In a February 2012 blog, LinkedIn announced changes to the criteria for Profile completeness, with the specific goal of making it easier for users to complete their profiles.
The main function of profile completeness is to increase “search optimization” – that is, to increase the likelihood of being found in searches, both on Google and within LinkedIn, thus resulting in “Users with complete profiles (…) 40 times more likely to receive opportunities through LinkedIn”.
A LinkedIn profile is most likely to appear in the top of a search, if:
- it is 100% complete
- it shares more connections with the searcher
- it shares more groups with the searcher
According to the recent changes, LinkedIn users should complete the following, in order to achieve the completeness goal:
1) Add a profile photo (which makes the profile seven times more likely to be found)
2) List two jobs (making the profile twelve times more likely to be found)
3) Include a description of the jobs
4) Have 5 or more skills on the profile
5) Write a summary about themselves
8) Have 50 or more connections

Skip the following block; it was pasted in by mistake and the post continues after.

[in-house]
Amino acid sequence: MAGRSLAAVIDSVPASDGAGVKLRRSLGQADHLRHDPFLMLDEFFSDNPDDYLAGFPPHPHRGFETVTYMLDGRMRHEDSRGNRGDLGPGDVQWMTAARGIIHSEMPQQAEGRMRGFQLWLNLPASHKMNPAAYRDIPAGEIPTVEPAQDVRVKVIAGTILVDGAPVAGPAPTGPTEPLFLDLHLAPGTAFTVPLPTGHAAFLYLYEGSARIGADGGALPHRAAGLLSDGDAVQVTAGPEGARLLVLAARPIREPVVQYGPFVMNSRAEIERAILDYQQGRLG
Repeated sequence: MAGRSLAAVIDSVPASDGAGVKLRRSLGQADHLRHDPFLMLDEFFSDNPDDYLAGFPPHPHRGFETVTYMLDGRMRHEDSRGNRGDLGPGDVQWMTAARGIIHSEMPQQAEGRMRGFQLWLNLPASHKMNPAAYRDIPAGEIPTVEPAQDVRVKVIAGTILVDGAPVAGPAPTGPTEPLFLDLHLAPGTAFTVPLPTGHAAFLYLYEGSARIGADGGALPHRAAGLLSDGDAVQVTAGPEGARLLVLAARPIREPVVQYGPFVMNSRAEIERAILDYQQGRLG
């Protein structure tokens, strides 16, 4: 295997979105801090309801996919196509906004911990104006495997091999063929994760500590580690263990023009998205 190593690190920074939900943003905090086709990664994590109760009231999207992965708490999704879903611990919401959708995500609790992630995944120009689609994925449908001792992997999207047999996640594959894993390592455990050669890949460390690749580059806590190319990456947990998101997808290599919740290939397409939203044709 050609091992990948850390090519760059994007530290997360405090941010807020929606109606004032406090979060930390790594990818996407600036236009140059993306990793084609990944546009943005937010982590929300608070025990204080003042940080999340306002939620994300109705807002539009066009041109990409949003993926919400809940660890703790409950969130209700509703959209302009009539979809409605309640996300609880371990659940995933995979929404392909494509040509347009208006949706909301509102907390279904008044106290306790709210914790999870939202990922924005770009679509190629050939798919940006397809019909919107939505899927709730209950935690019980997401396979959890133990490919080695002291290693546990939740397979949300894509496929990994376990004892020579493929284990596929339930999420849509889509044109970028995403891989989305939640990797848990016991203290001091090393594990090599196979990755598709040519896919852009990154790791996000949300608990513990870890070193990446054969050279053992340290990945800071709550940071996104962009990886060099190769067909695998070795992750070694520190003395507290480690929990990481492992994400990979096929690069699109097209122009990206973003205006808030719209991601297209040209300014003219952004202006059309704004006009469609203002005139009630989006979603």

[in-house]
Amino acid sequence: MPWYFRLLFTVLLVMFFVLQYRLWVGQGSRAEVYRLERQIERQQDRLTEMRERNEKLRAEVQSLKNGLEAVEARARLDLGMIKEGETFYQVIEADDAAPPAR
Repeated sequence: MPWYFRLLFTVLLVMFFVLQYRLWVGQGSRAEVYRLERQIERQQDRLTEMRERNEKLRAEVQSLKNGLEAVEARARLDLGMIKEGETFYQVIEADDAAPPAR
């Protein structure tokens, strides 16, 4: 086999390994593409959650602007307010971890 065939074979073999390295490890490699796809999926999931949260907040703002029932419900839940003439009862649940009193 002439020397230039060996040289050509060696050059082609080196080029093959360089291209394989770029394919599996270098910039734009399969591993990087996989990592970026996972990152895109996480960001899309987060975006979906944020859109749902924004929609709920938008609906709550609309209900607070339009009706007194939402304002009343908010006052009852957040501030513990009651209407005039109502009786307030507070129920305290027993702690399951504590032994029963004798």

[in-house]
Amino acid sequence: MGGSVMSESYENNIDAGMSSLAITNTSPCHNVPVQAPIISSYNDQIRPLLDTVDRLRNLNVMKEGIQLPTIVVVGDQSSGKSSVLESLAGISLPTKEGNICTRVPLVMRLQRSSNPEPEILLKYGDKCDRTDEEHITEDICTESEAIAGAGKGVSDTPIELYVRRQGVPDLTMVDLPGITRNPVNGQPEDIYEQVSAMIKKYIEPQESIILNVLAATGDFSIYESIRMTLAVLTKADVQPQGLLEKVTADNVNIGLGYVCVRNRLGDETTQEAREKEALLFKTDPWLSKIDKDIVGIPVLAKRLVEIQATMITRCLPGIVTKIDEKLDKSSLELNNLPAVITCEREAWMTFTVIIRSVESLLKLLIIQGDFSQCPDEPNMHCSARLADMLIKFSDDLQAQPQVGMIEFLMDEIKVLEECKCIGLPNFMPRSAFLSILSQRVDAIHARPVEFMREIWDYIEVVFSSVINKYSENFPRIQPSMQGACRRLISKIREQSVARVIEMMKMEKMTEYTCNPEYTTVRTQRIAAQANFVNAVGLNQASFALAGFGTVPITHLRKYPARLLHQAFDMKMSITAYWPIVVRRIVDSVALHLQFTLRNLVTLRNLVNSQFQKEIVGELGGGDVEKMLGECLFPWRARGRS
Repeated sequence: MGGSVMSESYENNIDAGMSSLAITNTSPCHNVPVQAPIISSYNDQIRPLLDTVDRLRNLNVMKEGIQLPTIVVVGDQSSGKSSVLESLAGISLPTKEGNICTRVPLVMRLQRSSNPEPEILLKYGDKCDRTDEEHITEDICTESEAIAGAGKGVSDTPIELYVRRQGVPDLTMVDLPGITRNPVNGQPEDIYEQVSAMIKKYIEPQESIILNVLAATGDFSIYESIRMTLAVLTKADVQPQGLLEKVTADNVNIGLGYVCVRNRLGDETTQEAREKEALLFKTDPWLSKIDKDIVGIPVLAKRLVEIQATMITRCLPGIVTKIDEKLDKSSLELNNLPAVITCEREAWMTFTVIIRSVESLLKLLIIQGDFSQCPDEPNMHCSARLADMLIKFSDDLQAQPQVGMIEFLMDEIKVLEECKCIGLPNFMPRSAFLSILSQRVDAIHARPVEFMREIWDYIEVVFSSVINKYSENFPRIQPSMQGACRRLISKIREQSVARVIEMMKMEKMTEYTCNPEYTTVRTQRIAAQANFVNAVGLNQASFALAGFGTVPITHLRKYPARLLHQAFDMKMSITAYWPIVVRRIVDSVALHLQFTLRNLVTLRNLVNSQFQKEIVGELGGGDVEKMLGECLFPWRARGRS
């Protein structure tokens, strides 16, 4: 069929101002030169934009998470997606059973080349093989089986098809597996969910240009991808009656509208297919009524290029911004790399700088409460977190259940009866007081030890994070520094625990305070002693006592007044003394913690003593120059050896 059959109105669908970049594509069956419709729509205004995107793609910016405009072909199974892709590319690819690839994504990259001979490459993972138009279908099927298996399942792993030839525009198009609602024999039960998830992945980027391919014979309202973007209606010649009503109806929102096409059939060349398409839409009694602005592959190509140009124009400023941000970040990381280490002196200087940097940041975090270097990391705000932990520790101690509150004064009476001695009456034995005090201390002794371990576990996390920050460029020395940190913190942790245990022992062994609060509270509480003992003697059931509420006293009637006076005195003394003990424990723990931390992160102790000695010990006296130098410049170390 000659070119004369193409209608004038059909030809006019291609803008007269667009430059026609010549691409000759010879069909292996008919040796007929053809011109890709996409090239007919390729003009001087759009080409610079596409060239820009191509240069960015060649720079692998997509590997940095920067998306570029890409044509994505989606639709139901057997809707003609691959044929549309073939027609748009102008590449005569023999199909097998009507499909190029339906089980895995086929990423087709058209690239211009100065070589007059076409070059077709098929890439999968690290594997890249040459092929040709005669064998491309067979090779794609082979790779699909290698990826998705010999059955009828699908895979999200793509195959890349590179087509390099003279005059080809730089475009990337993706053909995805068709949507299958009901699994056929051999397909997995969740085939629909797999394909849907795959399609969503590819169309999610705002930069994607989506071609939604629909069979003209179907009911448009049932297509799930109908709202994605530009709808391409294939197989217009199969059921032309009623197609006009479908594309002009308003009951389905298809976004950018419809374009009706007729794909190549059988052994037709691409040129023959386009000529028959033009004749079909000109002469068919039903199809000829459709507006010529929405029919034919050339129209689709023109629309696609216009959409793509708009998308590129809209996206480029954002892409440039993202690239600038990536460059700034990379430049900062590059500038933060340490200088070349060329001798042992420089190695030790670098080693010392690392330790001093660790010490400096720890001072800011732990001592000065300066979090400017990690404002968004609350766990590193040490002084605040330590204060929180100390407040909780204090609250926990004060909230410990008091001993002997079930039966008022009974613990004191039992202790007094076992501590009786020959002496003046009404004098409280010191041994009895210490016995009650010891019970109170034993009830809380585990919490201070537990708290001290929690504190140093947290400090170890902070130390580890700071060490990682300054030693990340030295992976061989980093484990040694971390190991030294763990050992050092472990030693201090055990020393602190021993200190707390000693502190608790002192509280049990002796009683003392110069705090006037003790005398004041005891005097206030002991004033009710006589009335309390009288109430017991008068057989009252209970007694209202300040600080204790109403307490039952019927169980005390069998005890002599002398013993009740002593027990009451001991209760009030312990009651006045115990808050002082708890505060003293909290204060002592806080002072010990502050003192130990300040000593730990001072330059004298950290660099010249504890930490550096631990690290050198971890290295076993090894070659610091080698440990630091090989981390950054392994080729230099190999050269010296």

9) Frequently update their status (“profile freshness”)
Most notably, it appears that Recommendations are no longer required for completeness. The main reason this was dropped seems to be that users do not always have control over this aspect of their profile, and so LinkedIn wanted to make it easier for them to complete their profile without having to rely on others. Despite this change, I would caution users to not neglect Recommendations, as many employers do look for this on the profiles of potential hires.
With these new changes to profile completeness, many LinkedIn users will log on to find that their profiles are no longer complete. But, it also means that many more users will be able to complete their profiles and thus, with a bit of effort, ensure that they are easily found by potential employers.